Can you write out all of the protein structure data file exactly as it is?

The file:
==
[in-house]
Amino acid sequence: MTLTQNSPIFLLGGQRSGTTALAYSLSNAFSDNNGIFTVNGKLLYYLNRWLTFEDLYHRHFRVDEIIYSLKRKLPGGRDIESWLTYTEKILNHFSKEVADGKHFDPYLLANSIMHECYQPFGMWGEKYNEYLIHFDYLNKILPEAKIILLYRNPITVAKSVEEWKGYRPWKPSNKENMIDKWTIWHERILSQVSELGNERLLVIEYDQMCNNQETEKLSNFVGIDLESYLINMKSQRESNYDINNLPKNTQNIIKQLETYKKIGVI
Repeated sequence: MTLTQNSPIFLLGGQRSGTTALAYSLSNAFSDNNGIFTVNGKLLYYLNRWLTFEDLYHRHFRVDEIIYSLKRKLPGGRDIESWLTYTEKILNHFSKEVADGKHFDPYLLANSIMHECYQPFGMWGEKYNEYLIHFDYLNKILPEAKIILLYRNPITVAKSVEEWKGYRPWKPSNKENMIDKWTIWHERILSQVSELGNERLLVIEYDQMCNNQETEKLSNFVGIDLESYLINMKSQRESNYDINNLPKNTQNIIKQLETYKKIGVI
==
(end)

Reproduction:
[in-house]
Amino acid sequence: MTLTQNSPIFLLGGQRSGTTALAYSLSNAFSDNNGIFTVNGKLLYYLNRWLTFEDLYHRHFRVDEIIYSLKRKLPGGRDIESWLTYTEKILNHFSKEVADGKHFDPYLLANSIMHECYQPFGMWGEKYNEYLIHFDYLNKILPEAKIILLYRNPITVAKSVEEWKGYRPWKPSNKENMIDKWTIWHERILSQVSELGNERLLVIEYDQMCNNQETEKLSNFVGIDLESYLINMKSQRESNYDINNLPKNTQNIIKQLETYKKIGVI
Repeated sequence: MTLTQNSPIFLLGGQRSGTTALAYSLSNAFSDNNGIFTVNGKLLYYLNRWLTFEDLYHRHFRVDEIIYSLKRKLPGGRDIESWLTYTEKILNHFSKEVADGKHFDPYLLANSIMHECYQPFGMWGEKYNEYLIHFDYLNKILPEAKIILLYRNPITVAKSVEEWKGYRPWKPSNKENMIDKWTIWHERILSQVSELGNERLLVIEYDQMCNNQETEKLSNFVGIDLESYLINMKSQRESNYDINNLPKNTQNIIKQLETYKKIGVI